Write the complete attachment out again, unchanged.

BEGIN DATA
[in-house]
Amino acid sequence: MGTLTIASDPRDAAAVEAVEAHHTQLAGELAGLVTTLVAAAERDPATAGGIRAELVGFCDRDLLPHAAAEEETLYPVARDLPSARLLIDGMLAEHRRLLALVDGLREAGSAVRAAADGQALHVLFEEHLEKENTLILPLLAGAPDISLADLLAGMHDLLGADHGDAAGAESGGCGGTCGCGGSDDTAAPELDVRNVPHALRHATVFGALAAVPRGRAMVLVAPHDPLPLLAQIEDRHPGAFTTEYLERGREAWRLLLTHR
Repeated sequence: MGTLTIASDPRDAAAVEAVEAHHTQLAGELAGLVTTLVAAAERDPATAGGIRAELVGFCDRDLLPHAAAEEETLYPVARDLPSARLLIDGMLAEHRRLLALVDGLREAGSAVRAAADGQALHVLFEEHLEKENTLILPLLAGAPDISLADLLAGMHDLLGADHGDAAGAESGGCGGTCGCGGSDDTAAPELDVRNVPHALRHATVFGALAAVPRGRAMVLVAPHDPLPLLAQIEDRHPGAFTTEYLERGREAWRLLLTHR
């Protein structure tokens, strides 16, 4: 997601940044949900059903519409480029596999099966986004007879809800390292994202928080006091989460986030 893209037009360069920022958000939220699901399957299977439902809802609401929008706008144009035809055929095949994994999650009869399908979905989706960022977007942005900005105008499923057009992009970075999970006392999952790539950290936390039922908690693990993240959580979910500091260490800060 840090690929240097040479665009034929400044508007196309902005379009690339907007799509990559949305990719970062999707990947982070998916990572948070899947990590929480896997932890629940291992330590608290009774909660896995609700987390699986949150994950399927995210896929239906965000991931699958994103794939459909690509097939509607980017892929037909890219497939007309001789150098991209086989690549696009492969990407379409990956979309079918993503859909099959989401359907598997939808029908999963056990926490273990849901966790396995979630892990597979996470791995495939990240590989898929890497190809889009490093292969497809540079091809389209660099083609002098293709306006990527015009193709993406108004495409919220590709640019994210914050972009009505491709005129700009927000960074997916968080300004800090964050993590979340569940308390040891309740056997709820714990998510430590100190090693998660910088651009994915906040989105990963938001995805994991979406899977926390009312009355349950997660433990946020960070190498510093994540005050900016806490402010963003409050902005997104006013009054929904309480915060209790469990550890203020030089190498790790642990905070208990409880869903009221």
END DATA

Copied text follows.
[in-house]
Amino acid sequence: MGTLTIASDPRDAAAVEAVEAHHTQLAGELAGLVTTLVAAAERDPATAGGIRAELVGFCDRDLLPHAAAEEETLYPVARDLPSARLLIDGMLAEHRRLLALVDGLREAGSAVRAAADGQALHVLFEEHLEKENTLILPLLAGAPDISLADLLAGMHDLLGADHGDAAGAESGGCGGTCGCGGSDDTAAPELDVRNVPHALRHATVFGALAAVPRGRAMVLVAPHDPLPLLAQIEDRHPGAFTTEYLERGREAWRLLLTHR
Repeated sequence: MGTLTIASDPRDAAAVEAVEAHHTQLAGELAGLVTTLVAAAERDPATAGGIRAELVGFCDRDLLPHAAAEEETLYPVARDLPSARLLIDGMLAEHRRLLALVDGLREAGSAVRAAADGQALHVLFEEHLEKENTLILPLLAGAPDISLADLLAGMHDLLGADHGDAAGAESGGCGGTCGCGGSDDTAAPELDVRNVPHALRHATVFGALAAVPRGRAMVLVAPHDPLPLLAQIEDRHPGAFTTEYLERGREAWRLLLTHR
């Protein structure tokens, strides 16, 4: 997601940044949900059903519409480029596999099966986004007879809800390292994202928080006091989460986030 893209037009360069920022958000939220699901399957299977439902809802609401929008706008144009035809055929095949994994999650009869399908979905989706960022977007942005900005105008499923057009992009970075999970006392999952790539950290936390039922908690693990993240959580979910500091260490800060 840090690929240097040479665009034929400044508007196309902005379009690339907007799509990559949305990719970062999707990947982070998916990572948070899947990590929480896997932890629940291992330590608290009774909660896995609700987390699986949150994950399927995210896929239906965000991931699958994103794939459909690509097939509607980017892929037909890219497939007309001789150098991209086989690549696009492969990407379409990956979309079918993503859909099959989401359907598997939808029908999963056990926490273990849901966790396995979630892990597979996470791995495939990240590989898929890497190809889009490093292969497809540079091809389209660099083609002098293709306006990527015009193709993406108004495409919220590709640019994210914050972009009505491709005129700009927000960074997916968080300004800090964050993590979340569940308390040891309740056997709820714990998510430590100190090693998660910088651009994915906040989105990963938001995805994991979406899977926390009312009355349950997660433990946020960070190498510093994540005050900016806490402010963003409050902005997104006013009054929904309480915060209790469990550890203020030089190498790790642990905070208990409880869903009221």